As businesses slowly open back up and some employees return to the office, hiring practices are mostly remaining online. Today, many employers find virtual hiring fairs to be a cost-effective and valuable way to recruit talent.
What Is a Virtual Career Fair?
A traditional career fair is where employers promote the company and recruit for new talent. There are often tables for employers to promote their business, discuss career opportunities and take applications from interested job candidates. The event may also have seminars and workshops to help job applicants connect with employers.
A virtual career fair is the same event, just not in person. Here, the entire process -- from meeting employers, walking the sponsor or exhibit hall, participating in workshops and applying for open jobs -- is conducted online, leveraging webcasts, email, chat rooms, forums and teleconference systems to discuss the companies and any open positions. Some fairs are conducted using platforms such as Zoom or GoToWebinar, while others use more informal online systems.
There are many variations to how the career fair is run: Some are hosted by large recruiting companies and feature many employers; others are done by the employer themselves. In many cases, applicants upload their resume in advance or when the employer decides whom to interview.
How to Get the Most from a Virtual Career Fair
A virtual event offers you many advantages that aren't present in person. For instance, as this Forbes article notes, "If you're otherwise not well-connected to a particular employer, don't know someone who can make a recommendation on your behalf or pass along your resume to a hiring manager, a virtual career fair allows you to 'meet' a member of the recruiting team and make a positive impression. You may even be able to turn a virtual chat into an email conversation or phone screen interview if you handle the situation well."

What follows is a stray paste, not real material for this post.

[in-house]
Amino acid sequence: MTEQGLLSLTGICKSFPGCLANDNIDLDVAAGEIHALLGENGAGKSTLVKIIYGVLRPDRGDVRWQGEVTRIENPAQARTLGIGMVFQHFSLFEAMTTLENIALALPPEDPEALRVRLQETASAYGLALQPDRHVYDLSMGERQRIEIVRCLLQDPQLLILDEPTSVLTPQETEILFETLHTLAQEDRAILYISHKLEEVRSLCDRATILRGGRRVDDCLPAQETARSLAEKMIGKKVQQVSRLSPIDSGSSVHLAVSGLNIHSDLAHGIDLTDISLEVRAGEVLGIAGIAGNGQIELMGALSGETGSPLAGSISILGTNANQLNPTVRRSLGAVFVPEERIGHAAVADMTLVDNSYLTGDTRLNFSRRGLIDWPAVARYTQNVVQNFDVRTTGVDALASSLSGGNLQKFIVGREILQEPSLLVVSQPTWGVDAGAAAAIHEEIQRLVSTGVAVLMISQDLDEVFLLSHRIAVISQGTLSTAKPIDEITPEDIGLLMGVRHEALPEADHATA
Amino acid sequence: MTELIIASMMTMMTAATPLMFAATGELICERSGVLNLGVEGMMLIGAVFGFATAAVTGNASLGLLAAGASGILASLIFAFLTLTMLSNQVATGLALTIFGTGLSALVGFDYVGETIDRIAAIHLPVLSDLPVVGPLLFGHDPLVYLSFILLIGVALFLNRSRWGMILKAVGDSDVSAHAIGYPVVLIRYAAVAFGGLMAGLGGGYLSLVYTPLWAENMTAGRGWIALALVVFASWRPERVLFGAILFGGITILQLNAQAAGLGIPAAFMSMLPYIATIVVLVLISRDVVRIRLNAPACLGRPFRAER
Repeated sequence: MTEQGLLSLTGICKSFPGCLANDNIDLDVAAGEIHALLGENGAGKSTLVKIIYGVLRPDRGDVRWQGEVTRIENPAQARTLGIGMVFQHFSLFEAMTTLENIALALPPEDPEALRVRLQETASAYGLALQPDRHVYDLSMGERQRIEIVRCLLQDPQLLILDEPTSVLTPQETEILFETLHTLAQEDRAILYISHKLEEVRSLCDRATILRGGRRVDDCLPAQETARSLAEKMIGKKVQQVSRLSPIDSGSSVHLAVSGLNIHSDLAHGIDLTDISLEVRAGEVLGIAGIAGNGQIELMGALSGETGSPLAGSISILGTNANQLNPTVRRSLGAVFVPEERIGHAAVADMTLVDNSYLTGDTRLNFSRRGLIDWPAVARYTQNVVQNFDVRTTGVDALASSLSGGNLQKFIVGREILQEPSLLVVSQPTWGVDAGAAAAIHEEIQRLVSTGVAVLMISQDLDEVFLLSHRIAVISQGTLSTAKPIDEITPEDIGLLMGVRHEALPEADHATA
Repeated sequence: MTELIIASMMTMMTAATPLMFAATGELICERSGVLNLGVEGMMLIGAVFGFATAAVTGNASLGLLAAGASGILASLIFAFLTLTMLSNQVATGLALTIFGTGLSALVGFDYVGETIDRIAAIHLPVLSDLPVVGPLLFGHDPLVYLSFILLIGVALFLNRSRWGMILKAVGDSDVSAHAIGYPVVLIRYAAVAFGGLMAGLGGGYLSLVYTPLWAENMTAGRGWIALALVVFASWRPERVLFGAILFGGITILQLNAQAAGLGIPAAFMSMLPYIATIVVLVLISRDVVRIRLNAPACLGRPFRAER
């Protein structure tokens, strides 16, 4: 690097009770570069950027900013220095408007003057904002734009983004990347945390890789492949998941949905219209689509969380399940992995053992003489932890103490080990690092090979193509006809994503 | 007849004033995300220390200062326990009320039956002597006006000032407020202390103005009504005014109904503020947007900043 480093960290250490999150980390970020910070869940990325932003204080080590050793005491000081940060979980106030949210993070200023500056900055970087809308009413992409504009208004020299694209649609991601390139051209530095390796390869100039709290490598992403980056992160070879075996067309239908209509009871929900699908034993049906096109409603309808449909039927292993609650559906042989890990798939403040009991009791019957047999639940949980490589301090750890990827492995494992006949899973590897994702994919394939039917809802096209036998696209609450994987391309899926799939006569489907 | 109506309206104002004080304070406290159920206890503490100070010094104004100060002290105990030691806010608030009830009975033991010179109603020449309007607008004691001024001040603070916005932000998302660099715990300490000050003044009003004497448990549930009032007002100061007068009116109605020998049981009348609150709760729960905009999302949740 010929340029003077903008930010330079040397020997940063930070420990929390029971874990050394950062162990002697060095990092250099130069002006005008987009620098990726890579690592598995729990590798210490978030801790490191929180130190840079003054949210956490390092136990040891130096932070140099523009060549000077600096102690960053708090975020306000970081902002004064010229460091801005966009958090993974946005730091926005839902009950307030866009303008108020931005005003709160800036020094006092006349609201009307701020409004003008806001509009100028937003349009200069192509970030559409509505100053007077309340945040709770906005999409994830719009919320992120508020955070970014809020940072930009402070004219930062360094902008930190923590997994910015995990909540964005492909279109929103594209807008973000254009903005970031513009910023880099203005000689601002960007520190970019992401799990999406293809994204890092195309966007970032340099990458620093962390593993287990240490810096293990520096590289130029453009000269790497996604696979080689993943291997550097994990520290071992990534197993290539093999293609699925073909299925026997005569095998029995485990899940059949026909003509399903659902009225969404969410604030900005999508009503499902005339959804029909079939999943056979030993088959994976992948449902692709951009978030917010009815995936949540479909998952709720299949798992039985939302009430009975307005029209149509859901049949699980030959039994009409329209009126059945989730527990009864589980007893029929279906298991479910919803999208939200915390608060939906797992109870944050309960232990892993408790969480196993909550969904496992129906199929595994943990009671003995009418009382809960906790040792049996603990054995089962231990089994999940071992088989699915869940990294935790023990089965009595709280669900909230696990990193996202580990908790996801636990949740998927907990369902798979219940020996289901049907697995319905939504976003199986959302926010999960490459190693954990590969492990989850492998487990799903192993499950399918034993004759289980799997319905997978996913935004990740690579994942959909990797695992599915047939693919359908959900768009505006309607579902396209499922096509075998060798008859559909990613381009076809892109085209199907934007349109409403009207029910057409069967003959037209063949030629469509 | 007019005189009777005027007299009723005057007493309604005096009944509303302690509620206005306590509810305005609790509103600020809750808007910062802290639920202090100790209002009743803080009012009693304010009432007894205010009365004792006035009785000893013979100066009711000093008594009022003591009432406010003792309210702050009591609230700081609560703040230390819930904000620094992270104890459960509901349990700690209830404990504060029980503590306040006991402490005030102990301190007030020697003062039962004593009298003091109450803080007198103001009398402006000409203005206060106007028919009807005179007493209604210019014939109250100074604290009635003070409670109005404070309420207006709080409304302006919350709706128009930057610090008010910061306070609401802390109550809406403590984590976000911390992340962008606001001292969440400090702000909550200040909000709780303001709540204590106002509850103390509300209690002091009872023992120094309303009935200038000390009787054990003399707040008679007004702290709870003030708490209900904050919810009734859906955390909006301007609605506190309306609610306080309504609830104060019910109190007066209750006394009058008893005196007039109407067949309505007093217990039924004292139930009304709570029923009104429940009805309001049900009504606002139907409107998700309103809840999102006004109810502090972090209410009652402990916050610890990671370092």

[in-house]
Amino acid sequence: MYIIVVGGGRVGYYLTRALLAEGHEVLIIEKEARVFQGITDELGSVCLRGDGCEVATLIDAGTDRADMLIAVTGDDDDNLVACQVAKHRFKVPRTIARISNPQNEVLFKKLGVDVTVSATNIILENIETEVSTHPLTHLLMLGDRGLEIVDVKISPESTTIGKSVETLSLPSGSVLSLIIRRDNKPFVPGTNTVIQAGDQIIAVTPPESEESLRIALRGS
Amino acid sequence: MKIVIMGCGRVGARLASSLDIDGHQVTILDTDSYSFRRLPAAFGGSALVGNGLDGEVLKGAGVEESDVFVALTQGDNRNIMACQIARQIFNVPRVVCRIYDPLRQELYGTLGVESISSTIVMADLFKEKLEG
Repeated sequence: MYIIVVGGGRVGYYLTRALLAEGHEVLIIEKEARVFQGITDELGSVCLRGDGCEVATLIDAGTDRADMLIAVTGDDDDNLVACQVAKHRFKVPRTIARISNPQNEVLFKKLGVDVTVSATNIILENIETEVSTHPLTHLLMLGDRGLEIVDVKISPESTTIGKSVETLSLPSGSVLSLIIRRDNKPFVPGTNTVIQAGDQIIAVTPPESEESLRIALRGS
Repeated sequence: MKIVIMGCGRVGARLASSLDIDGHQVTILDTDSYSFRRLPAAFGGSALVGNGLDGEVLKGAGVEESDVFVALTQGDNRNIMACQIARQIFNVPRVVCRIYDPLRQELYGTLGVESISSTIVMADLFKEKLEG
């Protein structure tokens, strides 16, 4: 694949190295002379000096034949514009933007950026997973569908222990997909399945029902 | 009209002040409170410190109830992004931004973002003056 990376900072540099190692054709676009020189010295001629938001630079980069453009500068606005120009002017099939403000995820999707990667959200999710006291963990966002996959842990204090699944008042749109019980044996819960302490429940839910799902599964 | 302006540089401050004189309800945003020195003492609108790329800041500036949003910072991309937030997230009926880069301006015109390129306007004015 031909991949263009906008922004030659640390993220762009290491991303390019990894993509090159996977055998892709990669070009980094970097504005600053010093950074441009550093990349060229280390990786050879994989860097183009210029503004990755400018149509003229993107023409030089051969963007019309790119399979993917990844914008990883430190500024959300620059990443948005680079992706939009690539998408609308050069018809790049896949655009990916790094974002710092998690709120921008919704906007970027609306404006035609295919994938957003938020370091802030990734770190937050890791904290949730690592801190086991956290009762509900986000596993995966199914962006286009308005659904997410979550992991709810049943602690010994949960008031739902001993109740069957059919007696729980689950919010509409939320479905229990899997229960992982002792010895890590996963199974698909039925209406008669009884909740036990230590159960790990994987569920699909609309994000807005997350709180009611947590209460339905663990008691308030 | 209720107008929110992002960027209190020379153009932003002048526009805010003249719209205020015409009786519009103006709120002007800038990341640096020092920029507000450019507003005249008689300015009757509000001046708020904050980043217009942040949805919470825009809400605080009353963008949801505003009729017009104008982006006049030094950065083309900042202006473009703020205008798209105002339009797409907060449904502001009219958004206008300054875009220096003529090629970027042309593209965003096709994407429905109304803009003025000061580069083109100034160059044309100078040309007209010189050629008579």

Lisa Rosser, CEO and founder of The Value of a Veteran, hosts virtual career fairs to connect employers with veteran job candidates. She advises applicants to:
- Research participating employers in advance. Just like an in-person career fair, know which companies you're interested in and what open positions they currently have.
- Join the virtual information session early while the recruiters are "fresh" and ready to speak with you.
- Have a strong internet connection. While you can participate in a virtual event from any device (smartphone, tablet or computer) that has internet access, we recommend you have dependable access and eliminate distracting background noise. This helps ensure you don't drop the connection and can stay focused.
- Have a resume to upload, if needed. Include basic info about yourself, your skills and your interests. Keep your resume in a format that makes it easy for you to cut and paste into chats you might have online with recruiters about a specific job.
Rosser also tells applicants, "If it is the kind of fair where you have to scroll to see all the employer booths, know that some vendors and certain employers pay a premium to be listed first. Scroll to the end of the list and work your way back to meet with the companies that are patiently waiting for the attendees to make their way through the list. This means no waiting!"
Nick Garner, a Veteran Employment Program Manager at a large company, offers this additional tip for navigating virtual career fairs: "Be prepared to answer two questions immediately -- 'What type of role are you interested in?' and 'Where would you like to be located?' Having these answers will help jump-start the conversation."
And, just as you would in a virtual job interview (done by phone or video), ensure you have practiced your elevator pitch, have a professional and approachable mindset, and are free from distractions so you can stay present and focused.
This is still a career event, even if you're participating from your kitchen table.
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